Bread mold delayed with prawn by-product chitosan, find Teagasc researchers

By Oliver Nieburg

- Last updated on GMT

Chitosan is the second most abundant polymer in nature. It provides structural support to crustacean shells and for Basidomycete mushroom stalks.
Chitosan is the second most abundant polymer in nature. It provides structural support to crustacean shells and for Basidomycete mushroom stalks.

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The polymer chitosan acts as an antimicrobial agent in bread to inhibit mould and rope formation, according to new research by scientists at the Irish Agriculture and Food Development Authority Teagasc.

Findings published online ahead of publication in the Journal of Agricultural and Food Chemistry ​said that replacing 1% of flour with chitosan could held bread withstand mold for three days at 30°C in an incubator compared to just one day for control bread.

“Chitosan bread was made with the potential to extend the shelf life of bread without adversely affecting the taste and structure of bread,”​ said the article by Lafarga et al.​ at Teagasc.

“These results showed that the inclusion of chitosan (1%) into bread formulations produced a slight decrease in loaf specific volume but has no significant effect on the overall quality or acceptance of bread.”

Previous studies had suggested that adding chitosan to bread produced a much darker color, but the Teagasc researchers found no significant variations compared to a control loaf. The texture was also said to be largely unchanged.

Preventing rope spoilage

The researchers tested chitosan bread compared to a control loaf in an incubator at 30°C to recreate conditions conducive to rope spoilage.

Rope spoilage, the most common bacterial decomposition of bread, typically occurs under warm conditions, which allow the dangerous bacterium Bacillus cereus to grow.

The researchers found that chitosan was twice as effective at delaying rope spoilage in bread compared to a standard loaf.

With the daily trip to the bakery no longer the norm and the industry making efforts to limit use of shelf-preserving additives, chitosan could prove a natural alternative.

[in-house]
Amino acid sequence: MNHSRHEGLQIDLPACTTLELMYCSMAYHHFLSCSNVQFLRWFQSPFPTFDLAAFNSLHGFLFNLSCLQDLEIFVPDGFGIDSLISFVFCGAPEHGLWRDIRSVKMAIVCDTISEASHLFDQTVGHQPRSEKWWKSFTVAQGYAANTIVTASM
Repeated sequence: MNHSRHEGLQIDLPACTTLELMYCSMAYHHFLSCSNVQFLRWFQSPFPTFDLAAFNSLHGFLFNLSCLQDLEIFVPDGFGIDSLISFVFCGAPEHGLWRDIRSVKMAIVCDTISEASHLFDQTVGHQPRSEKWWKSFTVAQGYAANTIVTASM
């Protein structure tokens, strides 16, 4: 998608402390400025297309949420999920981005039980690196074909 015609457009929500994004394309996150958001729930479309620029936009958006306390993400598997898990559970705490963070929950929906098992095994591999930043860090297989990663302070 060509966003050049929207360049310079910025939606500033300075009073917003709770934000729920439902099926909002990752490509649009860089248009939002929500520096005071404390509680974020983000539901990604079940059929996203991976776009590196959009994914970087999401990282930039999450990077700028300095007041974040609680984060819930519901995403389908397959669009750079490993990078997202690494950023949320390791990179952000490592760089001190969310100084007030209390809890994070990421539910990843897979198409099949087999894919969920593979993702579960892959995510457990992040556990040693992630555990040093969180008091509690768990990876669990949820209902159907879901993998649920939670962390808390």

Chitosan bread health benefits

Chitosan has been added to bread formulations before and has been suggested to produce some positive health effects.

A 2003 study by Ausar et al. ​found that chitosan-containing bread decreased LDL-cholesterol in type 2 diabetics. Kerch et al​.​ 2010 also said that chitosan breads had a higher content of antioxidants in the crust compared to non-fortified bread.

J. Agric. Food Chem.,​ Just Accepted Manuscript
DOI: 10.1021/jf402248a
'Chitosan-containing bread made using marine shellfisheries byproducts: functional, bioactive and quality assessment of the end product’
Authors: Tomas Lafarga, Emeir Gallagher, Desmond Walsh, Juan Valverde, and Maria Hayes

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Chitosan inhibition of bread mould

Posted by Maria Hayes,

Bread mould is caused by the fungal mould Rhizopus stolonifer - a Mucorale. Mould and mushrooms, especially the Basidomycetes, contain chitin, often in the form of chitin-glucan. Previous studies carried - out by Hernández-Lauxardo et al (Fruits, Volume 4, July 2010, 245-253), identified that chitosan at a concentration of 2mg/ml prevented the growth of Rhizopus stolonifer on peach, papaya and tomatoes. This is the same agent that causes black bread mould, caused by the chitosan containing mould Rhizopus stolonifer. Chitosan use as an antifungal agent is well known. The antifungal activity of prawn derived chitosan may be due to the degree of acetylation and molecular weight of this and the difference between it and the DA of the Rhizopus stolonifer chitosan, if present. The study did not access the fatty acid content of the chitosan but it is unlikely that antimicrobial activity is present due to the chitosan extraction procedure used.

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Chitosan inhibition of bread mold

Posted by G.L.Cuffari,

It would seem unlikely that chitosan itself (a partially de-acetylated heterpolymer of N-acetylglucosamine) is the active compoound providing inhibitory effect on the growth of mold. Chitosan is a naturally occurring polymer found not only in shrimp shells, but also in the cell walls of certain varieties of common mold, notably the Mucorales, strains often associated with bread spoilage. More likely, the effect observed is due a secondary substance, perhaps a fatty acid, present in the chitosan, which is underlying the growth inhibiting properties. I suggest addtional investigation be undertaken to confirm or refute this association.

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